Penn Sleep Centers Newsletter
 

Winter 2006

Asleep at the Wheel?
Sleep Apnea and Heart Disease
Cognitive-Behavioral Treatment of Insomnia
Do Flies and Worms Sleep?
Advice for Sleepy Students
New Headquarters for Penn Sleep Centers
 
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Do Flies and Worms Sleep?
Penn Researchers Look for an Answer

Can you tell if a fly is asleep? This is precisely the question asked seven years ago by Dr. Joan Hendricks, who is now the Dean of the School of Veterinary Medicine at the University of Pennsylvania. In collaboration with Dr. Amita Sehgal and Dr. Allan Pack of the Penn Center for Sleep and Respiratory Neurobiology (CSRN), Dr. Hendricks wanted to determine if the fruit fly Drosophila melanogaster, an animal used since the early 1900s for genetic studies in biology, has a sleeplike state much as we do. But unlike human studies, where one can measure brain electrical activity to distinguish sleep from the waking state, one cannot easily measure fly brain waves. Instead, Dr. Hendricks used behavioral measures.

It was already known that Drosophila are not active all day, but rather have rest and activity patterns that follow an approximately 24-hour, or circadian, rhythm. They are active during the day and inactive at night, just like us. To determine if the inactive period corresponded to fly sleep, or simply to restful wakefulness, Dr. Hendricks first asked if the flies were less responsive during this period, much as we are less likely to respond to stimuli when asleep. She found that indeed, the flies were less likely to move in response to a gentle tap during these nocturnal quiescent periods than during the day.

In addition, just as we become increasingly sleepy with sleep deprivation and will sleep during the day if awake all night, the flies too fell asleep during a time when they are normally active after staying awake all night. Caffeine, a chemical we consume in soft drinks and coffee to keep us awake, also keeps the fly awake, indicating that the underlying sleep regulatory mechanisms are the same in flies as in humans.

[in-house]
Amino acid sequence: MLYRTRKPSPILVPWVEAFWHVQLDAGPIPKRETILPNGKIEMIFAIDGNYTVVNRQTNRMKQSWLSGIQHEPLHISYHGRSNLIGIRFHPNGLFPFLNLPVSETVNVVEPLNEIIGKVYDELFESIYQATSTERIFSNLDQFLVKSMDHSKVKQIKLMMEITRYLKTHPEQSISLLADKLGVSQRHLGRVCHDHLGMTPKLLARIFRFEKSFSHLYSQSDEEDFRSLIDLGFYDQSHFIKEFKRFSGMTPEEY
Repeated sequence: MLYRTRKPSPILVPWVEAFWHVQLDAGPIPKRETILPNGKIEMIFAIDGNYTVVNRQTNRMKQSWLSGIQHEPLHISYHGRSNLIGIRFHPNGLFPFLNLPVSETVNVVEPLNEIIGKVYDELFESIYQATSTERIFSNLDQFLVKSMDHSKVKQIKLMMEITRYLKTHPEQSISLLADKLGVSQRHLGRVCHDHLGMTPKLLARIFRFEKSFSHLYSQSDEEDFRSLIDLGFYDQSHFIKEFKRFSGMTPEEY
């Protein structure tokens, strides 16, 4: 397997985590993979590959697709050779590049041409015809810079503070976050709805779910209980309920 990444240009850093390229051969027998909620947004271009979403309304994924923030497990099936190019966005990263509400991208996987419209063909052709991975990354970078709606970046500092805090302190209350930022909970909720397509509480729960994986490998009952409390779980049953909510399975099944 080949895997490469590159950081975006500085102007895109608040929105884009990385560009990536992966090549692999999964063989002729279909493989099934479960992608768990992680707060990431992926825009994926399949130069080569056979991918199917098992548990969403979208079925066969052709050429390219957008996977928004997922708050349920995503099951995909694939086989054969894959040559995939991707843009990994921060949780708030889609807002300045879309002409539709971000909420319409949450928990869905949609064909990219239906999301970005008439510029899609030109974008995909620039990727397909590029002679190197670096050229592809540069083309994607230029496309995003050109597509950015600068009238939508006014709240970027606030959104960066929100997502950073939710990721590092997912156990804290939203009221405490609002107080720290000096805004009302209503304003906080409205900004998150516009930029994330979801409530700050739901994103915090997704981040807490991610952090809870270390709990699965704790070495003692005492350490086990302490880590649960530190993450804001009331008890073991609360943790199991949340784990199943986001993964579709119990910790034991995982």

We spend one third of our lives asleep and yet the purpose of sleep remains unknown.

Why does it matter that fruit flies sleep? It means that sleep is so fundamental to animal life that it is likely to be found in all animals. David Raizen, MD, PhD, of the Department of Neurology is a CSRN clinician scientist who is extending the findings in fruit flies to an even simpler animal known as Caenorhabditis elegans, a soildwelling round worm. He has identified a quiescent behavioral state that like sleep in humans and mice is controlled by the activity of circadian genes and that cannot be bypassed, just as sleep cannot be bypassed in humans.

We spend one third of our lives asleep and yet the purpose of sleep remains unknown. If we can understand the purpose of sleep in the lowly fly or worm, perhaps we can gain insight as to why we need sleep. In addition, genes that control sleep can be easily identified and studied in fruit flies and round worms; these genes are likely to also have relevance to human sleep.

If we knew which genes function to control sleep and wakefulness, then we could study how these genes malfunction in human sleep disorders and develop better treatments. In fact, this approach has already proven itself with the finding that the genes which control circadian rhythms in fruit flies, also control the timing of human sleep and can malfunction in certain human circadian sleep disorders. Researchers at Penn are actively searching for additional genes that control sleep and wakefulness in fruit flies and round worms.

 


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